Second, she has fundamental policy differences with Sanders.  Brian Hanley outlined 15 of them for the Huffington Post earlier this year.  The differences range from her opposition to a single payer health plan (something Sanders supports) to his belief that the nation’s biggest banks should be broken up, something Secretary Clinton (who made millions giving speeches to Wall Street) opposes.

The third and perhaps the most daunting challenge she faces revolves around the issue of trust – or lack thereof.  Jonathan Chait summed up this challenge in an article for New York magazine last month.  “His supporters trust Clinton far less than hers trust Sanders,” Chait wrote.  “A significant chunk of his base tells pollsters it won’t vote for Clinton over Trump, leaving the polls precariously close.”

Even if Secretary Clinton makes some policy shifts to placate Senator Sanders’ followers, will they actually believe her?  In all likelihood, many will not.  Furthermore, it is also likely that Senator Sanders will continue to advocate for those issues that he campaigned on and has long believed, leaving Team Clinton with the distinct possibility that Sanders’ supporters will decide to stay home with their “Bernie or Bust” signs.

If her support among Sanders voters is not concerning enough, Secretary Clinton also faces a challenge among women voters.  As Courtney Weaver wrote in the Financial Times last month: “On paper Clinton should have the support of most liberal or moderate female voters in America. In reality, she is struggling. Early polls suggest that the gender gap actually works in Trump’s favor, with Trump’s support from men outmatching Clinton’s support from women. And Clinton currently has worse numbers among women than Bill Clinton did in his 1992 presidential race against George H.W. Bush. Bill won the female vote by 17 points; Clinton has just a 13-point lead among women in a matchup against Donald Trump, according to the Wall Street Journal/NBC poll.”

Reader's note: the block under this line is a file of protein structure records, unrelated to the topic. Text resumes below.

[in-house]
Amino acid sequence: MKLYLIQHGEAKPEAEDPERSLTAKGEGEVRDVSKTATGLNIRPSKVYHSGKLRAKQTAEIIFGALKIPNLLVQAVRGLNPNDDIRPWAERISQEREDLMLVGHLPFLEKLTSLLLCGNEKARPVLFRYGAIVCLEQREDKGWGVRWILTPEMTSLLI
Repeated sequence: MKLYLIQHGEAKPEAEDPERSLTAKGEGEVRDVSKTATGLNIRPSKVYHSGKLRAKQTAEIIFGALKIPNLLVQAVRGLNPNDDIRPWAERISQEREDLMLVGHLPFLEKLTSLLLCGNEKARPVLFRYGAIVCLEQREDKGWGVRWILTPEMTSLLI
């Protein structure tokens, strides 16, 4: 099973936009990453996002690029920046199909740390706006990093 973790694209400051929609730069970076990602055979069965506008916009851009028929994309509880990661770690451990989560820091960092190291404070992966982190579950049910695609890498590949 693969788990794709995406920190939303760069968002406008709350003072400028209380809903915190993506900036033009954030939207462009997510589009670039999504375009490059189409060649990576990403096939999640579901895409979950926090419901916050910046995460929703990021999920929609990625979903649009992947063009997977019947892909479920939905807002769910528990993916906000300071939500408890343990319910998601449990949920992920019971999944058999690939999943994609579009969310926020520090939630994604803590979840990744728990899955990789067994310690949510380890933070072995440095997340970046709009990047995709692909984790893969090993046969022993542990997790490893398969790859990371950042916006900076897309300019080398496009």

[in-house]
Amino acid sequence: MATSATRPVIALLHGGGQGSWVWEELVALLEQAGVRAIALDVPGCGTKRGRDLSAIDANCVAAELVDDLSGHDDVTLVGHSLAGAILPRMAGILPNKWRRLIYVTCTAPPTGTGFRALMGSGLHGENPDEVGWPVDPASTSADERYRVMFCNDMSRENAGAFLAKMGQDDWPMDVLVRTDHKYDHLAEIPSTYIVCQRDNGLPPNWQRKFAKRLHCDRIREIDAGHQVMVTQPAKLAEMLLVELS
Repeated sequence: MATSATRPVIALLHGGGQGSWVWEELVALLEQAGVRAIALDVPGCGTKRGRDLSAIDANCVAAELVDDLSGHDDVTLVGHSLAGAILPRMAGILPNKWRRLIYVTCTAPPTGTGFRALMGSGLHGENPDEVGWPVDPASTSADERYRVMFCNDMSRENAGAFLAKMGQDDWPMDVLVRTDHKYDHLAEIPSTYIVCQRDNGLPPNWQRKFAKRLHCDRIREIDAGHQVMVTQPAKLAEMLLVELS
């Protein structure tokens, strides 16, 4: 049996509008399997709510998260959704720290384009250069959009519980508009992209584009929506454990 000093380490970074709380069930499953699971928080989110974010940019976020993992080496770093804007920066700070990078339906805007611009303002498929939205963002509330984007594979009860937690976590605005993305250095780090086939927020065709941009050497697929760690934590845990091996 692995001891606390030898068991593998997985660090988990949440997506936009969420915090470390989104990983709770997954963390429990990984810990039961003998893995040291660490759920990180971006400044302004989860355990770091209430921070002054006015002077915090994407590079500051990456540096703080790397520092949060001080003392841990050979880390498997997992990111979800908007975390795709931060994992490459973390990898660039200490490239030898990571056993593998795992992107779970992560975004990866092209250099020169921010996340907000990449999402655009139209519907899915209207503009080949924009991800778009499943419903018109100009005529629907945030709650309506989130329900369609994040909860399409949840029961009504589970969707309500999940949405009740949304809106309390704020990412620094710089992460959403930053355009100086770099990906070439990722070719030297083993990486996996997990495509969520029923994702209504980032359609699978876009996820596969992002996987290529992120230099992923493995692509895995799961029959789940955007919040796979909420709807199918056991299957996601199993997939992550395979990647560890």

For millennials, many of whom are not familiar with her past, Mr. Trump’s attacks labeling her an enabler during her husband’s time in the White House have been effective.  Similarly, the controversy surrounding her private email servers while she was Secretary of State has taken a toll across women of all ages.  As we now know, she lied to the American public about sending and receiving classified emails, a practice which FBI Director James Comey scathingly characterized as, “extremely careless.”  As a result, a majority of the American people do not trust her.  A May survey conducted by the New York Times and CBS News bears this out, finding that 64% of registered voters do not find either Hilary Clinton or Donald Trump to be “honest or trustworthy.  Writing about the survey, NYT reporter Amy Chlozick concluded, “Ask voters why they don’t trust Mrs. Clinton, and again and again they will answer with a single word: Emails.”

The playbook for the Democrats is to define the Republican Party as the party of Trump.  Now is the time for Republicans to fight back and define Hillary Clinton.

The only reason Hillary Clinton will likely not lose the female vote is because Donald Trump’s negatives among women are even higher.  This is very concerning for Republicans in down ballot races.  There are many issues on which Mr. Trump could make inroads, but he has squandered away opportunity after opportunity.

For this reason, Republicans must stop defending and explaining Mr. Trump’s proposals and start going after Mrs. Clinton’s positions.  The playbook for the Democrats is to define the Republican Party as the party of Trump.  Now is the time for Republicans to fight back and define Hillary Clinton.  With the balance of the Senate at risk and concerns of a smaller majority in the House of Representatives, let’s use our best weapon of attack — Secretary Clinton’s record and her desire to continue President Obama’s failed policies.

Under President Obama’s tenure, the economy is faltering with little growth and labor force participation rate is at a 40-year low.  And let’s not forget Obamacare.  It will be nearly impossible for Hillary Clinton to defend health insurance rates going up an average of 10%.   Then, there is the disastrous foreign policy of the last seven and a half years.  The Iran deal.  Benghazi.  Syria.  And, of course the infamous reset button that Secretary Clinton presented to Russia.

It is critical for Republicans not to lose sight of the massively flawed candidacy of Hillary Clinton.  There are serious issues to jump on, and now is the time to pounce.

Susan Del Percio is a New York-based Republican strategist and founder of Susan Del Percio Strategies.  She previously served in the administration of Mayor Rudolph Giuliani.